Soon real life starts to seem like a bona fide adventure serial, complete with dramatic escapes, murderous plots, and a runaway air balloon. Will Darleen and Victorine be able to engineer their own happily-ever-after, or will the villains be victorious?

Why I like this book:

Daring Darleen is a fascinating peek into early silent films. There is so much to love about Anne Nesbet’s latest piece of historical fiction about a daring 12-year-old heroine and her family of movie makers. Money is low in 1914, so Matchless Studios gives the gives the public what it wants, “chases, plunges, trains, and villains.” And Darling Darleen becomes Daring Darleen. This story is a page-turner with an engaging plot.

The authentic friendship that develops between Darlene and heiress Victorine Berryman, really gives the story its heart. Their backgrounds couldn’t be more different. Darleen is a spunky, clever and resourceful heroine who is even more couragous in real life. After she and Victorine are kidnapped, she plots their escape from a seventh-story building window. Victorine is refined and elegant. She loves to read and is quite the world traveler. Telling the truth matters most to Victorine. The girls bond over the loss of Darlen’s mother and Victorine’s grandmother. They have a mystery to solve and together they are relentless. As the story progresses, readers will marvel at Victorine’s growth in self-confidence.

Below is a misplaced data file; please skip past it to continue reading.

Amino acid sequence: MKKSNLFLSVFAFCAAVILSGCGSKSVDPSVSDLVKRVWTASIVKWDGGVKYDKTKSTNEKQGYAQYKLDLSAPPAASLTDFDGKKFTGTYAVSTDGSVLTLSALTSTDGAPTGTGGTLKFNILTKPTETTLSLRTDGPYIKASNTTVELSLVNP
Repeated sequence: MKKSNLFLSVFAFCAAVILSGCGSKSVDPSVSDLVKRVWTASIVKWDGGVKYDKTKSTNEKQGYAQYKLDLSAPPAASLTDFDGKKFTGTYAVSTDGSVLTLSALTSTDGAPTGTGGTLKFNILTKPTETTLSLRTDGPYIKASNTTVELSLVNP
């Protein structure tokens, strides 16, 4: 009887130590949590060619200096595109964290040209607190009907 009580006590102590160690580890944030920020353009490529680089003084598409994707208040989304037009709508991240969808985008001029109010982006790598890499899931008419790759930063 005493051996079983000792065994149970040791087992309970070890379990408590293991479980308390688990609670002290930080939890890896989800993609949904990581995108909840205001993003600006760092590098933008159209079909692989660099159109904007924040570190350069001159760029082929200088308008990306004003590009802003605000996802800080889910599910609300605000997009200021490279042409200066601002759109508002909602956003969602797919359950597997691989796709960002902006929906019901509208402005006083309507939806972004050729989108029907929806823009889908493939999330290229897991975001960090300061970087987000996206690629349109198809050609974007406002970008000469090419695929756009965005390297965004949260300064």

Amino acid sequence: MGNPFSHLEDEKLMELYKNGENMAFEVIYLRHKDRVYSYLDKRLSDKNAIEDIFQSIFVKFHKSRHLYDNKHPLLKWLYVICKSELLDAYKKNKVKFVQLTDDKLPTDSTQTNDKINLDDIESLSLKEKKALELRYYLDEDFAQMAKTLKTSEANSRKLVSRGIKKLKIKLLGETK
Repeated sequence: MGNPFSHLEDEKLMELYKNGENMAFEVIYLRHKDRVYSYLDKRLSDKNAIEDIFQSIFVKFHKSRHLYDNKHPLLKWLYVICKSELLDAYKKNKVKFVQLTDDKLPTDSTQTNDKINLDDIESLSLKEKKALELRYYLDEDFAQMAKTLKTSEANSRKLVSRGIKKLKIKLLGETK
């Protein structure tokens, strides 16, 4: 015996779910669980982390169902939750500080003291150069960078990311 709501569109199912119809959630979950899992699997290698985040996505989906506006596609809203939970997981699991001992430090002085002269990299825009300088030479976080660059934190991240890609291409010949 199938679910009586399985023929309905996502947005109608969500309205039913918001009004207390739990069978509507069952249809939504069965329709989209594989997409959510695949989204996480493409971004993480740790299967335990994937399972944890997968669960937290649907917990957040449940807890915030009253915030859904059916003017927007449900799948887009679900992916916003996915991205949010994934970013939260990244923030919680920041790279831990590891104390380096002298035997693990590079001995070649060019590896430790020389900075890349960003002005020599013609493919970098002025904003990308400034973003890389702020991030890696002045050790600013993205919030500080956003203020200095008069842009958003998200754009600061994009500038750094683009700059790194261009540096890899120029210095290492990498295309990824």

The girls also befriend the elegant French-speaking Madame Alice Guy Blaché, owner of Solax Studios, who helps them uncover a mystery regarding Victorine’s inheritance and cruel guardians. I was delighted that Nesbit includes Madame Blanché in her story, as a tribute to her real-life contribution in early film history. Blanché was the first filmmakers to “tell a story” in film and was the first woman to run a film studio.

Although the novel is a work of fiction, it is based on the “thrilling true story of the rise of the film industry.” And the story is set in Ft. Lee, NJ, where many of the “photoplays” were filmed. Make sure you read the Author’s Note at the end of the story to learn more about the history of film making, because Anne Nesbit is a Professor of Film and Media history at the University of California.

Anne Nesbet is the author of the historical middle-grade novels Cloud and Wallfish and The Orphan Band of Springdale, as well as three fantasy novels for middle-graders. Her books have received numerous accolades, including multiple starred reviews and appearances on many best book and notables lists. A professor at the University of California, Berkeley, Anne Nesbet lives with her family in the San Francisco Bay Area.

*Greg Pattridge hosts Marvelous Middle Grade Monday posts on his wonderful Always in the Middle website. Check out the MMGM link to see all of the wonderful reviews by KidLit bloggers and authors.

*Review copy provided by the publisher in exchange for a review.

Dusk Explorers by Lindsay Leslie

Dusk Explorers

Lindsay Leslie, Author

Ellen Rooney, Illustrator

Page Street Kids, Fiction, Jun.2, 2020

Suitable for Ages: 4-8

Themes: Dusk, Summer, Play, Games, Fireflies, Explore, Nature, Neighborhoods

Opening: “The sun begins to sink. The neighborhood beckons…”

Amazon Synopsis: